George Bamberger

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George Bamberger
Pitcher/Manager
Born: (1923-08-01)August 1, 1923
Staten Island, New York
Died: April 4, 2004(2004-04-04) (aged 80)
North Redington Beach, Florida
Batted: Right Threw: Right
MLB debut
April 19, 1951 for the New York Giants
Last MLB appearance
April 22, 1959 for the Baltimore Orioles
Career statistics
Win-loss record 0–0
Earned run average 9.42
Strikeouts 3
Innings pitched 14⅓
Managerial record 458–478
Teams

As player

As manager

George Irvin Bamberger (August 1, 1923 – April 4, 2004) was an American professional baseball player, pitching coach and manager. In Major League Baseball, the right-handed pitcher appeared in ten games, nine in relief, for the 1951–52 New York Giants and the 1959 Baltimore Orioles. He later spent ten seasons (1968–77) as the Orioles' pitching coach and managed the Milwaukee Brewers (1978–80; 1985–86) and New York Mets (1982–83).

Playing career[edit]

Bamberger was born and raised in Staten Island, New York. He served in the United States Army during World War II in the Mediterranean and European theaters of operations[1] and signed with the Giants in 1946. Bamberger reached double digits in wins during four of his first five minor league seasons; he would record ten or more victories in 15 of his 18 years as a minor league pitcher, and win 213 total games during that span (1946–63).

Bamberger made the MLB Giants' 28-man roster at the outset of the 1951 season. In his big-league debut on April 19, 1951, during a Patriots' Day doubleheader against the Boston Braves at Braves Field, he gave up three hits (including a home run to Sam Jethroe) and two earned runs in two innings pitched.[2] Nine days later, he struggled again, as he surrendered a base on balls and then a two-run homer to Jackie Robinson, while recording no outs, against the Brooklyn Dodgers.[3] Bamberger spent the rest of that season with the Triple-A Ottawa Giants of the International League.

In 1952, Bamberger again was a member of the big-league Giants during the season's early weeks. He appeared in five more games, all as a relief pitcher, but was largely ineffective, allowing six hits, three walks and four earned runs in four full innings of work. After June 1, he was sent to the Oakland Oaks of the top-level Pacific Coast League, where he spent the bulk of the rest of his playing career. The Oaks transferred to Vancouver, British Columbia, in 1956, and Bamberger remained with the renamed Vancouver Mounties for another seven years until the franchise moved again, to Dallas, Texas, in 1963.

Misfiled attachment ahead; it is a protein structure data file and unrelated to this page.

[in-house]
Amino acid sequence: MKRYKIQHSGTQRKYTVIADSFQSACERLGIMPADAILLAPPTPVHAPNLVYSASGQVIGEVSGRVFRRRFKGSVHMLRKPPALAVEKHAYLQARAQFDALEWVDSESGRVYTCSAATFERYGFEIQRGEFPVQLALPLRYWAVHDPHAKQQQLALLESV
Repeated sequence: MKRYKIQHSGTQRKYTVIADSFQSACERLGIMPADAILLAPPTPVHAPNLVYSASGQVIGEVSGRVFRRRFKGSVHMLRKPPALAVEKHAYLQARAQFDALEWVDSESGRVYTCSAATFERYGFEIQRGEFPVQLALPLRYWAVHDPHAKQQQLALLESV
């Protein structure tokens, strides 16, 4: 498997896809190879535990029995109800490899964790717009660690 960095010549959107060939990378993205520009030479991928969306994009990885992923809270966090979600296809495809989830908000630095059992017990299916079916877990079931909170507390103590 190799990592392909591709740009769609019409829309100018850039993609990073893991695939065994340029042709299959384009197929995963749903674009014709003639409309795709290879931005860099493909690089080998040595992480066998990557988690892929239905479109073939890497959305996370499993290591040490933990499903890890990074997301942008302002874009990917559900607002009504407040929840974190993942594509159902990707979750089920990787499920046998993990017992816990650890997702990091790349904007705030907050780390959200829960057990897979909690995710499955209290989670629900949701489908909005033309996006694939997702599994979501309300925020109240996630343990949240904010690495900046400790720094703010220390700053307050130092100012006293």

In the midst of that tenure, however, in 1959, the 35-year-old Bamberger received his third and final Major League trial with the Mounties' parent club, the Baltimore Orioles. In his American League debut April 16, Bamberger was the starting pitcher against the defending world champion New York Yankees at Memorial Stadium. He held the Yankees scoreless for five full innings, as Baltimore built a 2–0 lead. But in the sixth, he surrendered a two-run double to Norm Siebern, tying the game, and then, after the Orioles had gone ahead, 3–2, in their half of the sixth, gave up the lead in the seventh frame. He left after 6⅓ innings, allowing four earned runs on four hits, with Baltimore trailing by a run. (The Orioles eventually prevailed, 7–4, with Billy O'Dell getting the win in relief.)[4]

After two relief appearances with the Orioles, Bamberger returned to the Pacific Coast League for the rest of his pitching career. He never recorded a decision in the Majors, and compiled a 9.42 ERA with 25 hits and ten bases on balls allowed, and only three strikeouts, over 14⅓ innings.

Coaching and managerial career[edit]

Baltimore Orioles pitching coach[edit]

From 1960–63, Bamberger served as a player-coach for the Mounties and Dallas-Fort Worth Rangers while still pitching regularly (working in 135 games, 110 as a starter). Then, in 1964, he retired as a player and rejoined the Baltimore organization as its roving minor league pitching instructor. The Orioles' farm system was then among the pioneers in standardizing player instruction. With Bamberger playing a key role, it was developing a corps of young pitchers that would help the club win the 1966 World Series. After the 1967 Orioles faltered, general manager Harry Dalton purged most of manager Hank Bauer's coaching staff, and named Bamberger the Orioles' MLB pitching coach, and Earl Weaver as first-base coach.